The Grains, or Cereals

Appears in
On Food and Cooking

By Harold McGee

Published 2004

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Of the approximately 8,000 species in the grass family, only a handful play a significant role in the human diet. Aside from bamboo and sugar cane, these are the cereals. While their grains are very similar in structure and composition, the differences have made for widely divergent culinary histories.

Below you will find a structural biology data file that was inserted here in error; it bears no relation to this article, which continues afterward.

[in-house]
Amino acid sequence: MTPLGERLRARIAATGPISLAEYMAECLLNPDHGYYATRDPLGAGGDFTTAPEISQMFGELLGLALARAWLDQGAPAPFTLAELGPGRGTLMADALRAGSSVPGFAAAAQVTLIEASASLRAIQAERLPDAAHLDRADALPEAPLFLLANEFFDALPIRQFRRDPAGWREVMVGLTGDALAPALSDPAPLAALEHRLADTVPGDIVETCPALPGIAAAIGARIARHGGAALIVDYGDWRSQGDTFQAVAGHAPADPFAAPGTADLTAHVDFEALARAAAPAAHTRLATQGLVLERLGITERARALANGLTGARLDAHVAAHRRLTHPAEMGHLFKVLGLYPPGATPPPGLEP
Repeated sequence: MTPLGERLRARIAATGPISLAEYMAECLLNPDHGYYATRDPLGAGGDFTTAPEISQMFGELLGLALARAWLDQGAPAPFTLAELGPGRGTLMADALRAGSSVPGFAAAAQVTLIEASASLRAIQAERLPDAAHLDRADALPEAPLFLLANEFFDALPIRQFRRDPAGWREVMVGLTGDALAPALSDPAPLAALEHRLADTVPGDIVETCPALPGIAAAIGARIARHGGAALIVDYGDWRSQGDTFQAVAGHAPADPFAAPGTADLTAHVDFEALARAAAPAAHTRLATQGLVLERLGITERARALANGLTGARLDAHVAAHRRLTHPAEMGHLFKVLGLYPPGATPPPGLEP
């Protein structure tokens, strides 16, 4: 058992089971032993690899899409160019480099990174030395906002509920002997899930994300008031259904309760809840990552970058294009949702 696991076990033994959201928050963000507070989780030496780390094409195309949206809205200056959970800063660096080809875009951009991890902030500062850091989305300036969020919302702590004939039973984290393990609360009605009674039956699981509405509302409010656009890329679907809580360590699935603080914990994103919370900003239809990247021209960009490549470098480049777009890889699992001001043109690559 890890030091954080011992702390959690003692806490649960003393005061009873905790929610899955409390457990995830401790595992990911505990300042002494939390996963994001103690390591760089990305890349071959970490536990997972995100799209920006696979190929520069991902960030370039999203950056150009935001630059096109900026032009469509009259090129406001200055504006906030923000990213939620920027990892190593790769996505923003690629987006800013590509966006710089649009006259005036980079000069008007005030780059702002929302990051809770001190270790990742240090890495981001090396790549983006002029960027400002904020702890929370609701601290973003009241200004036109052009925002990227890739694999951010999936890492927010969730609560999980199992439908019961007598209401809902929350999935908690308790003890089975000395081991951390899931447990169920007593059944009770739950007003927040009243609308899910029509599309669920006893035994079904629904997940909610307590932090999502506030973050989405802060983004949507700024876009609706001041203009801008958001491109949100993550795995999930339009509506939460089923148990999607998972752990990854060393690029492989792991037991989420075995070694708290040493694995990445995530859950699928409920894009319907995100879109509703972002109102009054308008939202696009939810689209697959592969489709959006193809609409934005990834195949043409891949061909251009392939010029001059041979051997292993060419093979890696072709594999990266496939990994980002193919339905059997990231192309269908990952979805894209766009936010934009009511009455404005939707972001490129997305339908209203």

The major Eurasian cereals—wheat, barley, rye, and oats—originally grew wild in extensive stands on the temperate high plains of the Near East. Groups of early humans could harvest enough wheat and barley from these wild fields in a few weeks to sustain themselves for a year. Some 12,000 to 14,000 years ago, the first agriculturalists began to plant and tend wheat and barley seeds selected for their size and the ease with which they could be harvested and used; and farmers gradually spread these crops throughout western and central Asia, Europe, and north Africa. Each cereal had its advantages. Barley was especially hardy, while rye and oats were able to adapt to wet, cold climates, and wheat produced a uniquely elastic paste that could be filled with tiny bubbles and baked into tender raised breads. Around the same time, the inhabitants of tropical and semitropical Asia domesticated rice, with its special ability to grow in wet, hot growing conditions. Somewhat later in warm central and South America arose maize, or corn, whose plants and kernels dwarf those of the other cereals.